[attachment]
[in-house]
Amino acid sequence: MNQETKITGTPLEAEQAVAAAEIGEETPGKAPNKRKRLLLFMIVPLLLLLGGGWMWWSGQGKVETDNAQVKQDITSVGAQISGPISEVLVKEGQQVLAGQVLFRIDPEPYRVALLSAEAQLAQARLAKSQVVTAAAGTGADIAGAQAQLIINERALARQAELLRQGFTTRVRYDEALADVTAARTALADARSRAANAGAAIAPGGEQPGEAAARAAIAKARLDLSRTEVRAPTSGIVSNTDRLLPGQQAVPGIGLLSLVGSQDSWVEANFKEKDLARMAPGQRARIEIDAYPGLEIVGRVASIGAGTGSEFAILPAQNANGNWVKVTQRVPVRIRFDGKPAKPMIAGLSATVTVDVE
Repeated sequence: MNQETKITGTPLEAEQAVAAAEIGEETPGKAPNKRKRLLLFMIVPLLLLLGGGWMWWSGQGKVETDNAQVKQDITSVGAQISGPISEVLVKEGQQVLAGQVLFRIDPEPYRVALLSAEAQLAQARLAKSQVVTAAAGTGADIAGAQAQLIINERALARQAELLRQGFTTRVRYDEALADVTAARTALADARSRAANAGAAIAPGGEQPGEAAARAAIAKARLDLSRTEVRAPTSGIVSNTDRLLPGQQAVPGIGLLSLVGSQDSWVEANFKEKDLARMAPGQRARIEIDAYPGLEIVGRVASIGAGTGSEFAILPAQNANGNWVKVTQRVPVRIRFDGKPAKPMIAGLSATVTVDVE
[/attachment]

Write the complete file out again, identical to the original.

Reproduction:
[in-house]
Amino acid sequence: MNQETKITGTPLEAEQAVAAAEIGEETPGKAPNKRKRLLLFMIVPLLLLLGGGWMWWSGQGKVETDNAQVKQDITSVGAQISGPISEVLVKEGQQVLAGQVLFRIDPEPYRVALLSAEAQLAQARLAKSQVVTAAAGTGADIAGAQAQLIINERALARQAELLRQGFTTRVRYDEALADVTAARTALADARSRAANAGAAIAPGGEQPGEAAARAAIAKARLDLSRTEVRAPTSGIVSNTDRLLPGQQAVPGIGLLSLVGSQDSWVEANFKEKDLARMAPGQRARIEIDAYPGLEIVGRVASIGAGTGSEFAILPAQNANGNWVKVTQRVPVRIRFDGKPAKPMIAGLSATVTVDVE
Repeated sequence: MNQETKITGTPLEAEQAVAAAEIGEETPGKAPNKRKRLLLFMIVPLLLLLGGGWMWWSGQGKVETDNAQVKQDITSVGAQISGPISEVLVKEGQQVLAGQVLFRIDPEPYRVALLSAEAQLAQARLAKSQVVTAAAGTGADIAGAQAQLIINERALARQAELLRQGFTTRVRYDEALADVTAARTALADARSRAANAGAAIAPGGEQPGEAAARAAIAKARLDLSRTEVRAPTSGIVSNTDRLLPGQQAVPGIGLLSLVGSQDSWVEANFKEKDLARMAPGQRARIEIDAYPGLEIVGRVASIGAGTGSEFAILPAQNANGNWVKVTQRVPVRIRFDGKPAKPMIAGLSATVTVDVE